But I also believe that it is unrealistic to expect that we will easily understand and ably engage in team care, shared decision making, care coordination and make use of patient portals of EHRs. Each of these carries the risk of being misunderstood by us in ways that further disenfranchise our efforts and good will unless it is discussed and recognized as the valuable tool it is.  The introduction of each innovation offers an opportunity to talk with us candidly and realistically about the need for us to play an active role in making the best possible use of medicine and the expertise of professionals as we engage the shared enterprise of keeping us as healthy as possible.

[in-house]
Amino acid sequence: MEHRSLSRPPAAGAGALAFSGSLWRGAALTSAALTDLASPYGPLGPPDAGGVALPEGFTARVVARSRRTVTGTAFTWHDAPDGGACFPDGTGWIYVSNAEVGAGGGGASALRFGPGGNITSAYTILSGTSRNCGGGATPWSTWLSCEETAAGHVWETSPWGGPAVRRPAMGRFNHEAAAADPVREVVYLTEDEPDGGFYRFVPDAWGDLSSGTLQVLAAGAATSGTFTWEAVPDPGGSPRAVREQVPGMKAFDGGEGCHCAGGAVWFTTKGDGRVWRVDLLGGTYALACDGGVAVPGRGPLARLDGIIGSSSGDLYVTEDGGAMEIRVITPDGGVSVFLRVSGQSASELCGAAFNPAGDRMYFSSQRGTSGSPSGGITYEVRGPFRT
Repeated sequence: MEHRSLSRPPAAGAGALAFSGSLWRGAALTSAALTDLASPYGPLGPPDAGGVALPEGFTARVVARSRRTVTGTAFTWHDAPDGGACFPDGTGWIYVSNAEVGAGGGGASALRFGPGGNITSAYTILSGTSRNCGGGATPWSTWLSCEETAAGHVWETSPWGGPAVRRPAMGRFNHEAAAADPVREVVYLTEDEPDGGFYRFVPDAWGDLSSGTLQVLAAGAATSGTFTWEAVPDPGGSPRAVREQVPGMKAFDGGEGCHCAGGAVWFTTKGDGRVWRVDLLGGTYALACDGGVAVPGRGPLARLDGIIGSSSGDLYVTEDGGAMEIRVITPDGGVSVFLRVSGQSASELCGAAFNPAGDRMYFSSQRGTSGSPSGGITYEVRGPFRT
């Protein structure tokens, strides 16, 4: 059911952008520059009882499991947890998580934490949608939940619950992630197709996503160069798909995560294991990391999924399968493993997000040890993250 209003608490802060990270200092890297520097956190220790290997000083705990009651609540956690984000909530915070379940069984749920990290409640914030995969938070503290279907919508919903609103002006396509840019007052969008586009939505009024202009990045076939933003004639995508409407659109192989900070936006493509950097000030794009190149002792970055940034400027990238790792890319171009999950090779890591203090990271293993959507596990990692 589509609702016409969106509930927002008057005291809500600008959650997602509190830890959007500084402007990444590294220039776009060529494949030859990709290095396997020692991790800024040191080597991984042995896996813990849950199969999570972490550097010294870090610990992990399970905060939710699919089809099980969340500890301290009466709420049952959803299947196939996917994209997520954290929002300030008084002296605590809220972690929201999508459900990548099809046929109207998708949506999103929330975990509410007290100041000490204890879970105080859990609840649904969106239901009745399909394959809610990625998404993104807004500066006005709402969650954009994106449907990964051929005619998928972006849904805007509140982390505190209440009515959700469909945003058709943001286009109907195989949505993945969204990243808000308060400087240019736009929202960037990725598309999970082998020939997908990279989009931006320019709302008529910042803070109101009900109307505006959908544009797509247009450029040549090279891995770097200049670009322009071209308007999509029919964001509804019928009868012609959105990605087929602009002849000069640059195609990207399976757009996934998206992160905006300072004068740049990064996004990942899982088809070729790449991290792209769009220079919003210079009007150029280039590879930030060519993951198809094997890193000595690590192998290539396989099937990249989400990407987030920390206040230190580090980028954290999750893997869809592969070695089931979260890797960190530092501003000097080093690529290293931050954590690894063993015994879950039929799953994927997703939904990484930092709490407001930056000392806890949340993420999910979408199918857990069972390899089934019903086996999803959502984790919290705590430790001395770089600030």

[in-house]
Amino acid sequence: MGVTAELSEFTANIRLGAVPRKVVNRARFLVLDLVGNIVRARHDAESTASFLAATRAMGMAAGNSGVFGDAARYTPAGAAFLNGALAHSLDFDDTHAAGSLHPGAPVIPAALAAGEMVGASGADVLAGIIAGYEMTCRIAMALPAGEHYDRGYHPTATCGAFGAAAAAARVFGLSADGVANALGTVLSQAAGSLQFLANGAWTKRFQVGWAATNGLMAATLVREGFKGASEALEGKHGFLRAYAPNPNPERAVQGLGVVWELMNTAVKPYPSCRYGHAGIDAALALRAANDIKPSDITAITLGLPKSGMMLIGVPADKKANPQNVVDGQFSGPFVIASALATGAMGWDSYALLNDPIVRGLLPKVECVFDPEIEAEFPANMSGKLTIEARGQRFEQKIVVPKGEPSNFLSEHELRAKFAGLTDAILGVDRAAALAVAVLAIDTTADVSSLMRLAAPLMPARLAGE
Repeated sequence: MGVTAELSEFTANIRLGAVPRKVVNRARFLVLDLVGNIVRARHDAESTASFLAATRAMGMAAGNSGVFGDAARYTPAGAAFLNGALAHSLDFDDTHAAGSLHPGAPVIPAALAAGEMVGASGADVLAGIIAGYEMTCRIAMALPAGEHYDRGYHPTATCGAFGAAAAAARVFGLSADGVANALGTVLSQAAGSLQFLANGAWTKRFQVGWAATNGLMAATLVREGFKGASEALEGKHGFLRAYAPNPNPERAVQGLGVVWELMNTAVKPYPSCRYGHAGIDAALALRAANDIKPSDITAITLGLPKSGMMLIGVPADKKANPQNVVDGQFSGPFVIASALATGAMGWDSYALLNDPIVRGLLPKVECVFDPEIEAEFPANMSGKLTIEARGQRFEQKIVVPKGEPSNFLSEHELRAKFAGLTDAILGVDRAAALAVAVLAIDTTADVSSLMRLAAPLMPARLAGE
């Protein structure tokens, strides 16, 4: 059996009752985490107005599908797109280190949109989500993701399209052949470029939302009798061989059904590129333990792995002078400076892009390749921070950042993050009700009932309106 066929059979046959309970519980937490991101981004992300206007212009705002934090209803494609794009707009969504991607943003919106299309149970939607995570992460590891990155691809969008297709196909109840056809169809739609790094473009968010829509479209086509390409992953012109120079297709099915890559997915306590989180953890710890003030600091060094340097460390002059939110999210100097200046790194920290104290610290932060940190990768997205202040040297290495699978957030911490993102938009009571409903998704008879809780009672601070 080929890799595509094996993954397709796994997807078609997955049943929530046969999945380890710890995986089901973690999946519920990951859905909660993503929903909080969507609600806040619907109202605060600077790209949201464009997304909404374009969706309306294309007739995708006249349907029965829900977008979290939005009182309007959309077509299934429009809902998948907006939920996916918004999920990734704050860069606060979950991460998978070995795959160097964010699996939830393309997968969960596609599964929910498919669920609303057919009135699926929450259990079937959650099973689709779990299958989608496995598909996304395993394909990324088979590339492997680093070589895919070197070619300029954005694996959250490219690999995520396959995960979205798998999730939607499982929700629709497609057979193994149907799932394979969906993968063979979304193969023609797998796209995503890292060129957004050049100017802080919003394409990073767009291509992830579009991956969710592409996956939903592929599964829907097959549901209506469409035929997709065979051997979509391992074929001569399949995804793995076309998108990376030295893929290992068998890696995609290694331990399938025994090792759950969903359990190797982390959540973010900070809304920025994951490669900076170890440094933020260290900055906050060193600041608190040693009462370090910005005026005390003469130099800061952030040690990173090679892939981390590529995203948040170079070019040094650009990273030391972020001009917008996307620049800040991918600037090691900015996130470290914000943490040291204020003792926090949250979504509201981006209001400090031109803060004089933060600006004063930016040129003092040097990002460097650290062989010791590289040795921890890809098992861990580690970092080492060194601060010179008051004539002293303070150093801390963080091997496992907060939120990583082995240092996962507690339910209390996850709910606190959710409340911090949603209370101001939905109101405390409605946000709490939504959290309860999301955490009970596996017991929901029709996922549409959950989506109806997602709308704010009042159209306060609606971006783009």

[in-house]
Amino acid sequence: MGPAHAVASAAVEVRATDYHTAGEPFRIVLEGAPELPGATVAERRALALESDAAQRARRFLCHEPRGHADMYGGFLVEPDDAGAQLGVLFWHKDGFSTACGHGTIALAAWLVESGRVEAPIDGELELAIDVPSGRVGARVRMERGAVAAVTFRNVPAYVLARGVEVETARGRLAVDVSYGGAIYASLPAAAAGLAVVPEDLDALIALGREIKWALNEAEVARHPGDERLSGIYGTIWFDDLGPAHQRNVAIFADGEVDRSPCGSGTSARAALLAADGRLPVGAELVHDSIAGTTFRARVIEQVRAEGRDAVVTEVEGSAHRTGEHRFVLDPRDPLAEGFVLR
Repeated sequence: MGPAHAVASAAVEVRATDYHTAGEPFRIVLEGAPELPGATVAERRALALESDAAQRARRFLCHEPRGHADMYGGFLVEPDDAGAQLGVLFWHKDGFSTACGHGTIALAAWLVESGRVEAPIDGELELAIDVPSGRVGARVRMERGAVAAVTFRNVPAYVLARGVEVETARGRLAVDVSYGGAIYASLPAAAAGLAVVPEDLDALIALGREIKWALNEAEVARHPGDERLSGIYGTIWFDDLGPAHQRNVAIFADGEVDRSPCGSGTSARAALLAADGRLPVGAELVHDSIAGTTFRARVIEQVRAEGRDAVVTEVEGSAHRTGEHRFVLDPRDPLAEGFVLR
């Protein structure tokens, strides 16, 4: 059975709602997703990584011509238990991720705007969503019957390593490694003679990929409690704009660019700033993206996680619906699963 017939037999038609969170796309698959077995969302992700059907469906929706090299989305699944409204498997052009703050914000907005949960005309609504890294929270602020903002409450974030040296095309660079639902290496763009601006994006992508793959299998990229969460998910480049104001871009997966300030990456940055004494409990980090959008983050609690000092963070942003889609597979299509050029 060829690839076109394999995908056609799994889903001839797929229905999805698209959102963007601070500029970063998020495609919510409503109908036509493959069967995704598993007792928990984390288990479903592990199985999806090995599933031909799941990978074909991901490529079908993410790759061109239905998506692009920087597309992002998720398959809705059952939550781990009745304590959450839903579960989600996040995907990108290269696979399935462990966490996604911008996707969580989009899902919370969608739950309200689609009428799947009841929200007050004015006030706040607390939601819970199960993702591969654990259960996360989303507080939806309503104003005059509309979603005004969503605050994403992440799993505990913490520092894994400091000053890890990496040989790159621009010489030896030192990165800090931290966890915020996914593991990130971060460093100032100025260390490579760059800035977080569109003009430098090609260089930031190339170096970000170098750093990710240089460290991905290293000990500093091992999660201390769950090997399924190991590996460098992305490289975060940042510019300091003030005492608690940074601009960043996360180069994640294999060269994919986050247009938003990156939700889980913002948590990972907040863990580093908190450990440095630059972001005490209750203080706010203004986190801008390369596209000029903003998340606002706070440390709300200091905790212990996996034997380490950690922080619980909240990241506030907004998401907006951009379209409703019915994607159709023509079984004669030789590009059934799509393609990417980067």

More Blog Posts by Jessie Gruman

author bio

Jessie C. Gruman, PhD, was founder and president of the Center for Advancing Health from 1992 until her death in July 2014. Her experiences as a patient — having been diagnosed with five life-threatening illnesses — informed her perspective as an author, advocate and lead contributor to the Prepared Patient Blog. Her book, AfterShock, helps patients and caregivers navigate their way through the health care system following a serious or life-threatening diagnosis. The free app, AfterShock: Facing a Serious Diagnosis, offers a pocket guide based on the book. | More about Jessie Gruman


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Patient Engagement   Jessie Gruman   Participate in your Treatment   Inside Healthcare   Medical/Hospital Practice  


Comments on this post
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susan256 says
November 30, 2011 at 3:59 PM